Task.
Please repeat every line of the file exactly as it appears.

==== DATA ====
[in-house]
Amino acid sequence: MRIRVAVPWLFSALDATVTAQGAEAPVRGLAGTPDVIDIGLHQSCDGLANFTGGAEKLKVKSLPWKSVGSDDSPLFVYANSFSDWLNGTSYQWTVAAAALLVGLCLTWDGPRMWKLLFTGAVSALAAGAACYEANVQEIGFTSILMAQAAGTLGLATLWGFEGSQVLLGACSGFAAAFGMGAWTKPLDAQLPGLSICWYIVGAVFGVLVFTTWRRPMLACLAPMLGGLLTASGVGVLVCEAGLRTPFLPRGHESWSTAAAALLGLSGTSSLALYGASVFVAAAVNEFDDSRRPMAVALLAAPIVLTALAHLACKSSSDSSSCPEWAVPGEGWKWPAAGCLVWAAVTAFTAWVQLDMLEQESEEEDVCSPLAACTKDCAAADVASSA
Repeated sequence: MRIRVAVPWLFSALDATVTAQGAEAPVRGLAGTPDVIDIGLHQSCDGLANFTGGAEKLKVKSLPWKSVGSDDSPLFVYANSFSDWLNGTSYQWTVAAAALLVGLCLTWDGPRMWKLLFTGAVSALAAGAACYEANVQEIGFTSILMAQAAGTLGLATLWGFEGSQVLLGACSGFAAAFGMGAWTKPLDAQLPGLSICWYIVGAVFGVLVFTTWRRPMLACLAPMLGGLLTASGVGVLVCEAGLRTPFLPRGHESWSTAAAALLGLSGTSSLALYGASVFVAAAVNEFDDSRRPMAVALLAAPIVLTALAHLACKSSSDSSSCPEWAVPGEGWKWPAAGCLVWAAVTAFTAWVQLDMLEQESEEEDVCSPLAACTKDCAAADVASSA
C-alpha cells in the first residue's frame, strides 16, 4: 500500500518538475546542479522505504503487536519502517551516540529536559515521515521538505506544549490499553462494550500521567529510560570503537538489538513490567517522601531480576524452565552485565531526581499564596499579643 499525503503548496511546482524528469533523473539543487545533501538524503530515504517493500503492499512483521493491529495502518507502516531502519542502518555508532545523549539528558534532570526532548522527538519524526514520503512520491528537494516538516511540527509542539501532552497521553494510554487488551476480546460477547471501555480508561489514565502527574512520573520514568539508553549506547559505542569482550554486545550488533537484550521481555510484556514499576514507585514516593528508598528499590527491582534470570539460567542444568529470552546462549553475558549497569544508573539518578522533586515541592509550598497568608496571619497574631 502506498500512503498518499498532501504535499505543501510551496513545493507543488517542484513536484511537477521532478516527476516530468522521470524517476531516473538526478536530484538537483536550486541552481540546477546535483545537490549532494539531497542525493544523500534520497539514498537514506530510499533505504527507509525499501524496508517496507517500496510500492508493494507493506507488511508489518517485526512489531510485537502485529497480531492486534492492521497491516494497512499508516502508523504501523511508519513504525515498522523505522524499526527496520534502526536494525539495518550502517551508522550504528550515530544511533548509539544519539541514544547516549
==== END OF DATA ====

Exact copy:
[in-house]
Amino acid sequence: MRIRVAVPWLFSALDATVTAQGAEAPVRGLAGTPDVIDIGLHQSCDGLANFTGGAEKLKVKSLPWKSVGSDDSPLFVYANSFSDWLNGTSYQWTVAAAALLVGLCLTWDGPRMWKLLFTGAVSALAAGAACYEANVQEIGFTSILMAQAAGTLGLATLWGFEGSQVLLGACSGFAAAFGMGAWTKPLDAQLPGLSICWYIVGAVFGVLVFTTWRRPMLACLAPMLGGLLTASGVGVLVCEAGLRTPFLPRGHESWSTAAAALLGLSGTSSLALYGASVFVAAAVNEFDDSRRPMAVALLAAPIVLTALAHLACKSSSDSSSCPEWAVPGEGWKWPAAGCLVWAAVTAFTAWVQLDMLEQESEEEDVCSPLAACTKDCAAADVASSA
Repeated sequence: MRIRVAVPWLFSALDATVTAQGAEAPVRGLAGTPDVIDIGLHQSCDGLANFTGGAEKLKVKSLPWKSVGSDDSPLFVYANSFSDWLNGTSYQWTVAAAALLVGLCLTWDGPRMWKLLFTGAVSALAAGAACYEANVQEIGFTSILMAQAAGTLGLATLWGFEGSQVLLGACSGFAAAFGMGAWTKPLDAQLPGLSICWYIVGAVFGVLVFTTWRRPMLACLAPMLGGLLTASGVGVLVCEAGLRTPFLPRGHESWSTAAAALLGLSGTSSLALYGASVFVAAAVNEFDDSRRPMAVALLAAPIVLTALAHLACKSSSDSSSCPEWAVPGEGWKWPAAGCLVWAAVTAFTAWVQLDMLEQESEEEDVCSPLAACTKDCAAADVASSA
C-alpha cells in the first residue's frame, strides 16, 4: 500500500518538475546542479522505504503487536519502517551516540529536559515521515521538505506544549490499553462494550500521567529510560570503537538489538513490567517522601531480576524452565552485565531526581499564596499579643 499525503503548496511546482524528469533523473539543487545533501538524503530515504517493500503492499512483521493491529495502518507502516531502519542502518555508532545523549539528558534532570526532548522527538519524526514520503512520491528537494516538516511540527509542539501532552497521553494510554487488551476480546460477547471501555480508561489514565502527574512520573520514568539508553549506547559505542569482550554486545550488533537484550521481555510484556514499576514507585514516593528508598528499590527491582534470570539460567542444568529470552546462549553475558549497569544508573539518578522533586515541592509550598497568608496571619497574631 502506498500512503498518499498532501504535499505543501510551496513545493507543488517542484513536484511537477521532478516527476516530468522521470524517476531516473538526478536530484538537483536550486541552481540546477546535483545537490549532494539531497542525493544523500534520497539514498537514506530510499533505504527507509525499501524496508517496507517500496510500492508493494507493506507488511508489518517485526512489531510485537502485529497480531492486534492492521497491516494497512499508516502508523504501523511508519513504525515498522523505522524499526527496520534502526536494525539495518550502517551508522550504528550515530544511533548509539544519539541514544547516549